Russian President Vladimir Putin denies stealing £16,000 diamond-encrusted Super Bowl ring
Ring was one of many given to the New England Patriots team after they won Super Bowl in February 2005
Oliver Duggan has a BA in Politics and Parliamentary Studies from the University of Leeds and an MA in Newspaper Journalism from City University London. He works as a freelance reporter and editorial assistant for The Independent and i with a focus on Home Affairs and politics.
Monday 17 June 2013
Russian President Vladimir Putin found time away from chastising the foreign policies of his G8 allies to deny accusations that he stole a $25,000 (£16,000) diamond-encrusted Super Bowl ring – but offered to buy a replacement anyway.
According to reports in The New York Post, Robert Kraft, the owner of American Football team New England Patriots, insinuated at an event last Thursday that Putin stole his Super Bowl ring.
“I took out the ring and showed it to Putin. And he put it on and he goes, ‘I could kill someone with this ring’,” Mr Kraft allegedly said. “I put my hand out and he puts it in his pocket and three KGB guys got around him and he walked out.”
But the football magnate’s recollection of the exchange has changed considerably since the event in 2005. The ring changed hands eight years ago while Mr Kraft was visiting St Petersburg with a business delegation that met with Putin, at which time he said he gave the ring to the Russian President as a gift.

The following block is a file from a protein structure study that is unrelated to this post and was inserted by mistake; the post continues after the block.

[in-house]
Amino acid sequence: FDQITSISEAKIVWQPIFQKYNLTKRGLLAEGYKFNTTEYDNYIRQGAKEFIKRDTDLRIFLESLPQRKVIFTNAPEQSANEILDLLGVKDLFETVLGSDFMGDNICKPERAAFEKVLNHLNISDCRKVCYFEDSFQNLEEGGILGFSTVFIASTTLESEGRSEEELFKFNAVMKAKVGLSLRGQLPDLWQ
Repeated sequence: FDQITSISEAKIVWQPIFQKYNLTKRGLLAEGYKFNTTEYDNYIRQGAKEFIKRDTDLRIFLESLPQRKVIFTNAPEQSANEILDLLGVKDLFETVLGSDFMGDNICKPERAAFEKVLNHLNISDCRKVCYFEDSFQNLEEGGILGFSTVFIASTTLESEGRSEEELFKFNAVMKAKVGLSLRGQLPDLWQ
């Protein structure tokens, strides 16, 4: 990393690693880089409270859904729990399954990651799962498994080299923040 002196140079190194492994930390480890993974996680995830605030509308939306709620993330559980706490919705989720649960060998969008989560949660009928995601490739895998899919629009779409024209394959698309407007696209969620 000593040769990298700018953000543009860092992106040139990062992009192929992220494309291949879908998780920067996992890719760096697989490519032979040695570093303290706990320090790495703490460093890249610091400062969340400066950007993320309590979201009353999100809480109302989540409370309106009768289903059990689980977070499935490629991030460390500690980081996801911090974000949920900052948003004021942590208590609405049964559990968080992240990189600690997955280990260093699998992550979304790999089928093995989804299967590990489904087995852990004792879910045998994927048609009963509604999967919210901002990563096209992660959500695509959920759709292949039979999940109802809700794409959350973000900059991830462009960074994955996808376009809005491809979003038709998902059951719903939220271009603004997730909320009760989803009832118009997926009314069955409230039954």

However, according to reports of Thursday’s gala, Mr Kraft said he had an "emotional tie to the ring" and wanted it back, but that the White House had intervened and said it would be in the interest of US-Russian relations to say it was a gift.
The fumbled handover attracted fresh controversy when Putin’s spokesman answered questions on the incident after arriving with the President in London for a meeting with David Cameron yesterday.
“Back in 2005 I stood behind the President’s back and I saw how that ring was presented to him. All that talk about some kind of pressure that was exerted on him [Kraft] should be the subject of a detailed talk with psychoanalysts,” Dmitry Peskov told The Associated Press.
“At the same time, I am aware the gentleman is feeling such a horrible pain about the 2005 loss. The President will be ready to send him another ring as a gift, which he [Putin] can buy with his own money.”
The ring itself is on display in the Kremlin library in Moscow along with other gifts presented to Russian leaders, where it looks set to stay after a spokesman for the Kraft group released a statement that appears to concede Mr Kraft’s recollection is something of an embellishment.
“It’s a humorous, anecdotal story that Robert retells for laughs,” Stacey James said yesterday. “He loves that his ring is at the Kremlin and, as he stated in 2005, he continues to have great respect for Russia and the leadership of President Putin.”
He went on to say that “an added benefit from the attention this story gathered was the creation of some Patriots fan clubs in Russia”. Mr Kraft’s team has won three Super Bowl trophies in 2001, 2003 and 2004 – a winning streak that seemingly ended when the owner’s third ring was exported to Eastern Europe.
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